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VMware: Linux Is Ideal OS for Virtualization

SAN FRANCISCO -- Linux is a key part of the success mix for virtualization. That was the message of Mendel Rosenblum, chief scientist and cofounder of VMware.

Rosenblum's penguin love is not a new thing, either. He recounted for the LinuxWorld audience here that the very first version of VMware was launched on Linux in 1998.

"We secretly used them [Linux users] as our beta testers," Rosenblum said. "The Linux community helped us to build things up."

The VMware cofounder explained that the three key properties of virtualization are partitioning, isolation and encapsulation. It's about the idea that software is not tightly coupled to hardware and it can move around and be easily distributed.

Moving beyond the traditional realm of basic application virtualization capabilities, Rosenblum explained a new recording and playback capability that VMware is starting to roll out.

Called deterministic replay, it enables users to record the execution that goes on in a virtual machine in a compact manner. The user can then replay the execution at a later time.

Rosenblum argued that operating systems and companies like VMware are not competitors and, in fact, both can be successful and add value to the end user. In the traditional view of an operating system the operating system is an extension of the hardware.

"The goal of the OS is to support as many applications as possible," Rosenblum said. "The OS itself does nothing very useful; it is only the application on top that does something for you."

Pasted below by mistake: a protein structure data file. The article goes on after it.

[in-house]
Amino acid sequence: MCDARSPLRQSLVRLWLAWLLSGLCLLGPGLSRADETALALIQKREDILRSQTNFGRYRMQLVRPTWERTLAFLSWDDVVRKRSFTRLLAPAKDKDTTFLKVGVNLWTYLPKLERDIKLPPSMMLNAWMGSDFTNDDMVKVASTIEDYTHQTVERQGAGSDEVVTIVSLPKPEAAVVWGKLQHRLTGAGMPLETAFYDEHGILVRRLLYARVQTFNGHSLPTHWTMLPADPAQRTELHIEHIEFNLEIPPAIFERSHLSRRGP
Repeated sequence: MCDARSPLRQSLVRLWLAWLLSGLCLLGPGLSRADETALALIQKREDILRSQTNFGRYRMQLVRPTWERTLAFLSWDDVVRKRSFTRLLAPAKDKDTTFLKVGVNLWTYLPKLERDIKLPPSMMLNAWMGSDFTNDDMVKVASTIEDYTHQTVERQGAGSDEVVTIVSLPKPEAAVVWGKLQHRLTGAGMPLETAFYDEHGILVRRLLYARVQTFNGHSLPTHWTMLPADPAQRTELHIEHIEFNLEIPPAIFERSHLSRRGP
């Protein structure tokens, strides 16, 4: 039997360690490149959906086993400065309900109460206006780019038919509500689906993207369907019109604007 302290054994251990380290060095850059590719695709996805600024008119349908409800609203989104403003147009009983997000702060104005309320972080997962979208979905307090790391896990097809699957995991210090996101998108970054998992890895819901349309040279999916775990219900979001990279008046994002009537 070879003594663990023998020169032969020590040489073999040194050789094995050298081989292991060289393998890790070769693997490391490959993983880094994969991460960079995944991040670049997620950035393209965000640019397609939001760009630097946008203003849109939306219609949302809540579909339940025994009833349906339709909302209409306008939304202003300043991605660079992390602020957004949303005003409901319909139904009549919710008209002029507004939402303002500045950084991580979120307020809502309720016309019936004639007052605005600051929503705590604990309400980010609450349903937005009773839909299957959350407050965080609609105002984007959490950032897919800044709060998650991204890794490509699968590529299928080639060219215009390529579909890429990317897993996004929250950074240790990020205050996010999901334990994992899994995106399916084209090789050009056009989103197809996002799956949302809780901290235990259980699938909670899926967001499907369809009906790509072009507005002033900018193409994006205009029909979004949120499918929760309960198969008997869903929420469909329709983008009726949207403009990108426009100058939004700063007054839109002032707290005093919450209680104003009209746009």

In his view the problem with the traditional OS model is that it is too complex.

Virtualization offers the opportunity to reduce complexity. Roseblum noted that in the virtual appliance model it lets the OS model be simplified so you can take out the application support parts you don't need and build an OS that is highly optimized for the specific application.

Rosenblum said that at VMware, they have a name for what they think would be the perfect OS for virtualization.

"It should be highly customizable and include only what the application needs," Rosenblum said. "We called it JeOS (pronounced juice) – the just-enough operating system, as opposed to the other model where the operating system supports anything so you can drop any application on it."

What operating system is close? Only Linux, according to Rosenblum.

"Linux is the perfect fit for virtualization it is a highly customizable operating system," Rosenblum said. "I see this as the place where Linux can dominate and licensing is also more favorable."